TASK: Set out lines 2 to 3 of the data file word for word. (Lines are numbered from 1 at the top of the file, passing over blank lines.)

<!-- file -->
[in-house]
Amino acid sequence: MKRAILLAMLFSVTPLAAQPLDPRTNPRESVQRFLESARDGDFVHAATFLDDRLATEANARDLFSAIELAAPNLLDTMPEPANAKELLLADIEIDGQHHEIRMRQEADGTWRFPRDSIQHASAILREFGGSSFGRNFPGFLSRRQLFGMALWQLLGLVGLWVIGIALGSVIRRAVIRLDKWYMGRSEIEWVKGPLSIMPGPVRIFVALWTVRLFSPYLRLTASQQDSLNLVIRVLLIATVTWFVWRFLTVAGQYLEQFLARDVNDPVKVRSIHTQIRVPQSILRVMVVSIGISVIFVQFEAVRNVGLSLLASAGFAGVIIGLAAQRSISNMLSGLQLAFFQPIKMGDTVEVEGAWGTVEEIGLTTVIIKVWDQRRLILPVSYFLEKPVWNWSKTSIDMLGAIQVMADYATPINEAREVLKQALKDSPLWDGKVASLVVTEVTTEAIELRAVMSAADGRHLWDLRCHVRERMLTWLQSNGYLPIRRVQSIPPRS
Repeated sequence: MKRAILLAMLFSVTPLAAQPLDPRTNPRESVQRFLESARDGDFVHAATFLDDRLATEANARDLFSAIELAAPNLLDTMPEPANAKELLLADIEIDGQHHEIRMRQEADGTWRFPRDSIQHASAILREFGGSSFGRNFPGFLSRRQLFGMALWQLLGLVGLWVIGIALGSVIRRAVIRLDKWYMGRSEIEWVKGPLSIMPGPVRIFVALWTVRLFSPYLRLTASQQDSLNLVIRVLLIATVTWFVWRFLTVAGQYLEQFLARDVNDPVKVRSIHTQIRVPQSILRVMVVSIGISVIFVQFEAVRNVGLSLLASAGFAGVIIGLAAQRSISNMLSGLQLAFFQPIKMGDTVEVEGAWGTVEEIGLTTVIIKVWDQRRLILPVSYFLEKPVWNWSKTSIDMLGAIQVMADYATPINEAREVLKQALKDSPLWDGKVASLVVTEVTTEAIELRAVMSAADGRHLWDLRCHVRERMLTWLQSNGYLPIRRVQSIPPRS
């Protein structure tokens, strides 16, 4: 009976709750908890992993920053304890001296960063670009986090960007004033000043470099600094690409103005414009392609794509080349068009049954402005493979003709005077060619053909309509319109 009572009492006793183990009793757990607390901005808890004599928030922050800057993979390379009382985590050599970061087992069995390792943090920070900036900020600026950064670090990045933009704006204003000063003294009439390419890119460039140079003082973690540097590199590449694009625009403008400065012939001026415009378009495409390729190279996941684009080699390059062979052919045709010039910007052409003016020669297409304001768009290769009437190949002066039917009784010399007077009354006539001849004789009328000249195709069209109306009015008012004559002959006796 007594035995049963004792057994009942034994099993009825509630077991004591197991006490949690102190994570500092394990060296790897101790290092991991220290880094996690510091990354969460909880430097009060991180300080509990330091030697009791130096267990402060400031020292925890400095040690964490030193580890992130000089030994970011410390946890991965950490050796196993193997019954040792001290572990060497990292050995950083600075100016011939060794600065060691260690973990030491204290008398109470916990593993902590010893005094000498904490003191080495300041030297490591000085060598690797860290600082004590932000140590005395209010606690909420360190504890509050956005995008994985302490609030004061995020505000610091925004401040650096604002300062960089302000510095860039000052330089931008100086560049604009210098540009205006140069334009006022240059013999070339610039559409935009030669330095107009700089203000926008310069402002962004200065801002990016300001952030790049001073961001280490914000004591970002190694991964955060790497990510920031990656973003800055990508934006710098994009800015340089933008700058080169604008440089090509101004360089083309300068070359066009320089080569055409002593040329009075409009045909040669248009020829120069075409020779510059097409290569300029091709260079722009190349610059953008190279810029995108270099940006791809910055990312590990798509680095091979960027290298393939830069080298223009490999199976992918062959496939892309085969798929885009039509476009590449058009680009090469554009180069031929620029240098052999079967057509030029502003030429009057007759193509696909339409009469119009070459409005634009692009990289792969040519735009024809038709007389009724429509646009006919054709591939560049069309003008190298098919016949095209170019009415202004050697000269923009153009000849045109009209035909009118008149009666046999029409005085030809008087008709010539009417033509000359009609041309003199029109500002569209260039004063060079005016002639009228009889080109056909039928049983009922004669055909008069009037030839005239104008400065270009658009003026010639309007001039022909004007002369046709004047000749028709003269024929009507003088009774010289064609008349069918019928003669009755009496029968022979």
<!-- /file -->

Amino acid sequence: MKRAILLAMLFSVTPLAAQPLDPRTNPRESVQRFLESARDGDFVHAATFLDDRLATEANARDLFSAIELAAPNLLDTMPEPANAKELLLADIEIDGQHHEIRMRQEADGTWRFPRDSIQHASAILREFGGSSFGRNFPGFLSRRQLFGMALWQLLGLVGLWVIGIALGSVIRRAVIRLDKWYMGRSEIEWVKGPLSIMPGPVRIFVALWTVRLFSPYLRLTASQQDSLNLVIRVLLIATVTWFVWRFLTVAGQYLEQFLARDVNDPVKVRSIHTQIRVPQSILRVMVVSIGISVIFVQFEAVRNVGLSLLASAGFAGVIIGLAAQRSISNMLSGLQLAFFQPIKMGDTVEVEGAWGTVEEIGLTTVIIKVWDQRRLILPVSYFLEKPVWNWSKTSIDMLGAIQVMADYATPINEAREVLKQALKDSPLWDGKVASLVVTEVTTEAIELRAVMSAADGRHLWDLRCHVRERMLTWLQSNGYLPIRRVQSIPPRS
Repeated sequence: MKRAILLAMLFSVTPLAAQPLDPRTNPRESVQRFLESARDGDFVHAATFLDDRLATEANARDLFSAIELAAPNLLDTMPEPANAKELLLADIEIDGQHHEIRMRQEADGTWRFPRDSIQHASAILREFGGSSFGRNFPGFLSRRQLFGMALWQLLGLVGLWVIGIALGSVIRRAVIRLDKWYMGRSEIEWVKGPLSIMPGPVRIFVALWTVRLFSPYLRLTASQQDSLNLVIRVLLIATVTWFVWRFLTVAGQYLEQFLARDVNDPVKVRSIHTQIRVPQSILRVMVVSIGISVIFVQFEAVRNVGLSLLASAGFAGVIIGLAAQRSISNMLSGLQLAFFQPIKMGDTVEVEGAWGTVEEIGLTTVIIKVWDQRRLILPVSYFLEKPVWNWSKTSIDMLGAIQVMADYATPINEAREVLKQALKDSPLWDGKVASLVVTEVTTEAIELRAVMSAADGRHLWDLRCHVRERMLTWLQSNGYLPIRRVQSIPPRS